Thursday, July 20, 2017

Mecha-style stand for Bose speaker Challenge

Just got accepted for the Bose Speaker Challenge over on Instructables.

The project was designed and rendered in Fusion 360. The challenge was to design two panels (on opposing sides) for Bose's Educational Speaker Kit for students

As  you can see, I decided to go with a Mecha look.

The kit comes with translucent panels. And the back panel has LEDs that can be controlled via a phone app. I tried to get the render to show the glowing effect. It worked somewhat, but I still need to learn a lot about rendering emissive and translucent materials.

The lonely speaker-mecha wanders the desert looking for student interaction.

I wanted a design that would appeal to young kids. The Bose Build Speaker Cube kit is designed to teach about sound, electromagnetism, programming and assembly. That sounded like it's for younger students, so I also wanted to make sure it was very sturdy and very stable. I designed a very wide base and made all the parts super thick. It should hold up to classroom use for several years.

I also wanted to make sure teachers could print it easily, so I made it a single piece per side. Each side can be printed flat with a minimum of supports. The shapes should print easily without anyone having to tweak the printer settings. Teachers have plenty to do besides getting a delicate design to print correctly on the school printer. And students should get an easy success on their first try.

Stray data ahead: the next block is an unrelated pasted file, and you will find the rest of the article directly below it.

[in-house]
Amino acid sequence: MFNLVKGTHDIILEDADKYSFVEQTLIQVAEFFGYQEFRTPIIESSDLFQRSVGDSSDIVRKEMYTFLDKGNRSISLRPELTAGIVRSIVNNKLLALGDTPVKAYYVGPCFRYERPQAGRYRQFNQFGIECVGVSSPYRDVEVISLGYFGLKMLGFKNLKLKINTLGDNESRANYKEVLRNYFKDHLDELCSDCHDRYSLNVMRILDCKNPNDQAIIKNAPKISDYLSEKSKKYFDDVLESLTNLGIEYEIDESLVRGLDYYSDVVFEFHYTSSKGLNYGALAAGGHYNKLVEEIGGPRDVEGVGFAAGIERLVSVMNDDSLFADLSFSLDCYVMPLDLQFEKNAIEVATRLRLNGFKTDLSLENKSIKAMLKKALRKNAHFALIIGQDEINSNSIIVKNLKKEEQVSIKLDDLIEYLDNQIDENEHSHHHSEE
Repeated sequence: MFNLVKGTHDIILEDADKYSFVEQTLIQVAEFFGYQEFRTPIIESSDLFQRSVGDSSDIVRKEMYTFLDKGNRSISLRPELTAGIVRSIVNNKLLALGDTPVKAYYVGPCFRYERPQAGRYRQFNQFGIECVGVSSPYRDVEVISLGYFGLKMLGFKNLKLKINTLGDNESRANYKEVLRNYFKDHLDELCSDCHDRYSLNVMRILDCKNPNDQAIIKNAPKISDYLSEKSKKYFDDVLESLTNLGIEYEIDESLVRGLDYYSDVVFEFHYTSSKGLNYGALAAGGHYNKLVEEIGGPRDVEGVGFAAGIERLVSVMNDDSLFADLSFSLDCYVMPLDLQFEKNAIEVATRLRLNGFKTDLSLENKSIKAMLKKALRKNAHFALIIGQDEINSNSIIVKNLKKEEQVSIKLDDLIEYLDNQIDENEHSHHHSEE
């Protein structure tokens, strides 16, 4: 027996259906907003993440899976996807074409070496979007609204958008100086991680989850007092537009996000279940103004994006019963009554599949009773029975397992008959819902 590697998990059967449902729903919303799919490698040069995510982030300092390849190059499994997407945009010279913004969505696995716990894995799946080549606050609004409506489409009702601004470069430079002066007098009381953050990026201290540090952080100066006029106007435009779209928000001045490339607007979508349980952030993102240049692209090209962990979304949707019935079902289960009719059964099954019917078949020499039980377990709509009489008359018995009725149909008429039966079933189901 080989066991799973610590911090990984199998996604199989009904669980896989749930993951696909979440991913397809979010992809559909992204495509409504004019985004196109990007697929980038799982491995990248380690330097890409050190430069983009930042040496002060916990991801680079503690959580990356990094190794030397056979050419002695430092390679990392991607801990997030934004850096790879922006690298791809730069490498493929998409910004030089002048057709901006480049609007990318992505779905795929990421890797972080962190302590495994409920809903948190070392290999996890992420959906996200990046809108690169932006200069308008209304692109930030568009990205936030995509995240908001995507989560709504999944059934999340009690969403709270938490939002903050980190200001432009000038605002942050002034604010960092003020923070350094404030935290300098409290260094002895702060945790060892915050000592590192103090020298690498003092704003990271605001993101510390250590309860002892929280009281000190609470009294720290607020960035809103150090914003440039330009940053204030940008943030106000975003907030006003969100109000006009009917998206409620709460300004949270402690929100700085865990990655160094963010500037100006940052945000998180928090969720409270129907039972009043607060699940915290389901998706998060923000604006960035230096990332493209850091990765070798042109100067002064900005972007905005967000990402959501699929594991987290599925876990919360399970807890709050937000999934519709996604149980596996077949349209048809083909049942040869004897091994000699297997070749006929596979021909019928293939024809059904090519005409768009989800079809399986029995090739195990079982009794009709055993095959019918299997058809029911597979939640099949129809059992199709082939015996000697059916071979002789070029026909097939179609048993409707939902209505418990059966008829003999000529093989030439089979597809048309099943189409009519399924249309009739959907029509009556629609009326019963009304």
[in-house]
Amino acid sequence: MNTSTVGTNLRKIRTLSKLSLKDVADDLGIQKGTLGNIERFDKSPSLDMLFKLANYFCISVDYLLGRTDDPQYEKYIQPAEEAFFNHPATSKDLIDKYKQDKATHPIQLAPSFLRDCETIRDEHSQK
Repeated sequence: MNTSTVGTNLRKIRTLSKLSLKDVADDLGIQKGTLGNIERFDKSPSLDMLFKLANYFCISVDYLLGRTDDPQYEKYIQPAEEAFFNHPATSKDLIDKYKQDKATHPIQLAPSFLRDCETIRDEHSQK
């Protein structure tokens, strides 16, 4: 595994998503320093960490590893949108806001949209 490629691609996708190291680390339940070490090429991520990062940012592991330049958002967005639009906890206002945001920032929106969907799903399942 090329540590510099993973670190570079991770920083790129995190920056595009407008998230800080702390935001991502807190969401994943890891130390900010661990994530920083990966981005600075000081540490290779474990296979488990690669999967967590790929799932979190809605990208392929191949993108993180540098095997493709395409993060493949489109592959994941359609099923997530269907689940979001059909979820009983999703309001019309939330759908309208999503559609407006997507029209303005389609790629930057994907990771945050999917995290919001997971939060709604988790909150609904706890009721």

I tried to balance the level of detail with an engaging look. There are a lot of strong basic shapes, but not much surface detail. The strong visual massing and classic mecha shapes should trick the eye into thinking there is more detail than is really there.

The mighty mecha is at rest now, but could suddenly stand up and walk away in a cloud of dust and wall of sound.

Hopefully, the wide base will make it stable for kids to play with. The speaker weighs close to two pounds, so I wanted to make sure it didn't get top-heavy and topple over.

I learned a lot in this design project. Even though I know the basics of Fusion 360 I found myself getting bogged down in the sheer number of objects. I might have made a mistake keeping every object separate until the last minute. That made the object list cumbersome to navigate. But I learned to manage them on-the-fly from the design canvas much better than before.

And keeping them all apart till the final build also gave me a lot more freedom to make design decisions all along the process. Of course that freedom (power?) also meant I could get distracted making (too many?) minor changes for hours at a time.

I'm waiting to see what kids and teachers think of it, but overall, I'm happy with the result - both from a CAD standpoint and as a usable design for young students.

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